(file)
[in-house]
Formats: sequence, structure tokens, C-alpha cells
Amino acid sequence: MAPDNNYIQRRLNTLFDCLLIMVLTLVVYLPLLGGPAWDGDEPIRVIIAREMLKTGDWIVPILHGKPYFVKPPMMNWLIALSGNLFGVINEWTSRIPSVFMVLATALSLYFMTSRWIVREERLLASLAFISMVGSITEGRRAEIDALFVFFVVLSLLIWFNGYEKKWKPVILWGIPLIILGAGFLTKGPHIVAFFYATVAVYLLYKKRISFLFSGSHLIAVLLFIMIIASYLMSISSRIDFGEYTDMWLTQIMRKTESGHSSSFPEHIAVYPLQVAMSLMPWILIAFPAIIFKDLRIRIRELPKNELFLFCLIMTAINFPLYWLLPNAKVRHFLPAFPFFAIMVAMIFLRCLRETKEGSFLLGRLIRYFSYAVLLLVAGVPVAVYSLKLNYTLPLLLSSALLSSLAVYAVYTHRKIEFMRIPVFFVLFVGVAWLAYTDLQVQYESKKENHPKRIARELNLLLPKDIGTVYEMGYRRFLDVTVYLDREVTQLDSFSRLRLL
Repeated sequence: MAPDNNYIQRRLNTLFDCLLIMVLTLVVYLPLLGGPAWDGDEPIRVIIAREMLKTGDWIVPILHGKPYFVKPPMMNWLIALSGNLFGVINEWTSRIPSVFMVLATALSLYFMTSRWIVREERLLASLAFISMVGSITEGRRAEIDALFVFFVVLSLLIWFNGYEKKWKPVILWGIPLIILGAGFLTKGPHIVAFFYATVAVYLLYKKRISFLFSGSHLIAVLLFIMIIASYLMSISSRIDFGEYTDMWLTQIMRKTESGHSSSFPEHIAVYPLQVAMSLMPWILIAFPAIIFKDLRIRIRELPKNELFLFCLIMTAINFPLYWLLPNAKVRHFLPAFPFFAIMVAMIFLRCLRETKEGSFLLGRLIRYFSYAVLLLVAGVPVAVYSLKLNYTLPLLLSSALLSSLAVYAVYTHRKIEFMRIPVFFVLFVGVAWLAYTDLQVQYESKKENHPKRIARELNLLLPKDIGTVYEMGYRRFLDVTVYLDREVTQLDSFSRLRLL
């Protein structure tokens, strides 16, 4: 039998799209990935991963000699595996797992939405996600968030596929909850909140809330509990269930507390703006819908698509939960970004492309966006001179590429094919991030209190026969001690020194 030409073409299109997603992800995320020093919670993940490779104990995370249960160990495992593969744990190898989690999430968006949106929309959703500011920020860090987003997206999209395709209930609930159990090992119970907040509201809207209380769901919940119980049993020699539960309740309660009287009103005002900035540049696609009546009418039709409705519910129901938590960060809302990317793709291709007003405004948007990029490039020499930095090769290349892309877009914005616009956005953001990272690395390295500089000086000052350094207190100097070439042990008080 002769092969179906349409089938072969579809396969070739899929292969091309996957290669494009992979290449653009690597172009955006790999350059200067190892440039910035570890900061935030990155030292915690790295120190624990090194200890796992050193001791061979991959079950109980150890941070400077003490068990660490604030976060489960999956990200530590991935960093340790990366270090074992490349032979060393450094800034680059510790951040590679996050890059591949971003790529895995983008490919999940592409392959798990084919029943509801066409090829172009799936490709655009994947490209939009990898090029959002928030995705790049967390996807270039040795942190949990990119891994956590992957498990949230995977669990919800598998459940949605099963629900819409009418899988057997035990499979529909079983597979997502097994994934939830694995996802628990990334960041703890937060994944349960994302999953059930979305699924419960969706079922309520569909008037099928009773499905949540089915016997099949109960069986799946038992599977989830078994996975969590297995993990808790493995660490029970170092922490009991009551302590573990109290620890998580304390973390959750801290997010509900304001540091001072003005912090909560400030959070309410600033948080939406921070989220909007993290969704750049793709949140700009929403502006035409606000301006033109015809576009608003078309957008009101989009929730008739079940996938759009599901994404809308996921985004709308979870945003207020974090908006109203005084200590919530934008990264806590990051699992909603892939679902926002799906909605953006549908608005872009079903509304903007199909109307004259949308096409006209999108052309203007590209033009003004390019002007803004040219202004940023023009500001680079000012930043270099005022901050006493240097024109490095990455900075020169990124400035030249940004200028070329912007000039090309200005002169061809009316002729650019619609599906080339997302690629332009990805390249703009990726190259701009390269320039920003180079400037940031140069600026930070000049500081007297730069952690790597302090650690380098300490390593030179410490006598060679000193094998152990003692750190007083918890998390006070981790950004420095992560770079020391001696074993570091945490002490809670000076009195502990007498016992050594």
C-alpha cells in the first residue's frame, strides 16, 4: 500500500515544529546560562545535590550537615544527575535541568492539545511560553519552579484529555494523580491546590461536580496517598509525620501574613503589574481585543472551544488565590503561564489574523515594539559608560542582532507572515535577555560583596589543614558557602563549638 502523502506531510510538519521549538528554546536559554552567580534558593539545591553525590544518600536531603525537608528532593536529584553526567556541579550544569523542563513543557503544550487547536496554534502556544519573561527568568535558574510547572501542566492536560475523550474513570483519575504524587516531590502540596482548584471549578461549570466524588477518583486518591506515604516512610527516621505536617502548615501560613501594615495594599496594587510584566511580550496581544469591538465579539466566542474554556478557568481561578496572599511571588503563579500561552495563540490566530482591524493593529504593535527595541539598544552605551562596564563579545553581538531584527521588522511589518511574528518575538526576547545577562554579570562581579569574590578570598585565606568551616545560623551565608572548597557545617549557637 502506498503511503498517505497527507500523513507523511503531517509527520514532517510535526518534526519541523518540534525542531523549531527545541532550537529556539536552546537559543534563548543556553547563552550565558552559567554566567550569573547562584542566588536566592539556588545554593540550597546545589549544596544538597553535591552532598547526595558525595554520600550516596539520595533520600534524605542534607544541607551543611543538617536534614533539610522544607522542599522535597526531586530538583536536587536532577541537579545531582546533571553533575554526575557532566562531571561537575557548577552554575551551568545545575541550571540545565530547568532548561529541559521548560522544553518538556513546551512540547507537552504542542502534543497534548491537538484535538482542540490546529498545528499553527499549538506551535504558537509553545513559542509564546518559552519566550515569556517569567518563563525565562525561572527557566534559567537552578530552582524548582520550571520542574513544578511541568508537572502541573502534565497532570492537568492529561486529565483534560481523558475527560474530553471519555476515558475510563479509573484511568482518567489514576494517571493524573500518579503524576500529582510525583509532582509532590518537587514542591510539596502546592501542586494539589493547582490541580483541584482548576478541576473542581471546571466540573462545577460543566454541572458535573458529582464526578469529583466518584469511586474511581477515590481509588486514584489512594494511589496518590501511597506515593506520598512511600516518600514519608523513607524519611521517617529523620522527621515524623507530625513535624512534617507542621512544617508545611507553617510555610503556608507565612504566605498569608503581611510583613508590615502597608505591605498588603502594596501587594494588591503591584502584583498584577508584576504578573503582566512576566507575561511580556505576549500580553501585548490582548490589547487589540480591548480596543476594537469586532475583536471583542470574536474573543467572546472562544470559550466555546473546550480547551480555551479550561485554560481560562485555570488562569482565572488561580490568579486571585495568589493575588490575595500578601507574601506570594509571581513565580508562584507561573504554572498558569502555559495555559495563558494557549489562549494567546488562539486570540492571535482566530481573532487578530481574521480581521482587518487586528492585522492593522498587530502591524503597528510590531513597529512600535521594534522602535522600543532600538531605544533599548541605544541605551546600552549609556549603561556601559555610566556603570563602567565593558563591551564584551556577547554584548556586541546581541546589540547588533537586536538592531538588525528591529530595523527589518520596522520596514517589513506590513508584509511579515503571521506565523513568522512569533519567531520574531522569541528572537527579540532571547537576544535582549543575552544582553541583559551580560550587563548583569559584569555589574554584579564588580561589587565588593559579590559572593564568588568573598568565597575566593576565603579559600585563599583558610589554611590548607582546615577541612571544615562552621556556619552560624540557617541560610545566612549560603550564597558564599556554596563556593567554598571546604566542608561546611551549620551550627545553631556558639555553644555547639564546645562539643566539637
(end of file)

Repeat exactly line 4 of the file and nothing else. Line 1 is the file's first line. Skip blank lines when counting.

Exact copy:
Repeated sequence: MAPDNNYIQRRLNTLFDCLLIMVLTLVVYLPLLGGPAWDGDEPIRVIIAREMLKTGDWIVPILHGKPYFVKPPMMNWLIALSGNLFGVINEWTSRIPSVFMVLATALSLYFMTSRWIVREERLLASLAFISMVGSITEGRRAEIDALFVFFVVLSLLIWFNGYEKKWKPVILWGIPLIILGAGFLTKGPHIVAFFYATVAVYLLYKKRISFLFSGSHLIAVLLFIMIIASYLMSISSRIDFGEYTDMWLTQIMRKTESGHSSSFPEHIAVYPLQVAMSLMPWILIAFPAIIFKDLRIRIRELPKNELFLFCLIMTAINFPLYWLLPNAKVRHFLPAFPFFAIMVAMIFLRCLRETKEGSFLLGRLIRYFSYAVLLLVAGVPVAVYSLKLNYTLPLLLSSALLSSLAVYAVYTHRKIEFMRIPVFFVLFVGVAWLAYTDLQVQYESKKENHPKRIARELNLLLPKDIGTVYEMGYRRFLDVTVYLDREVTQLDSFSRLRLL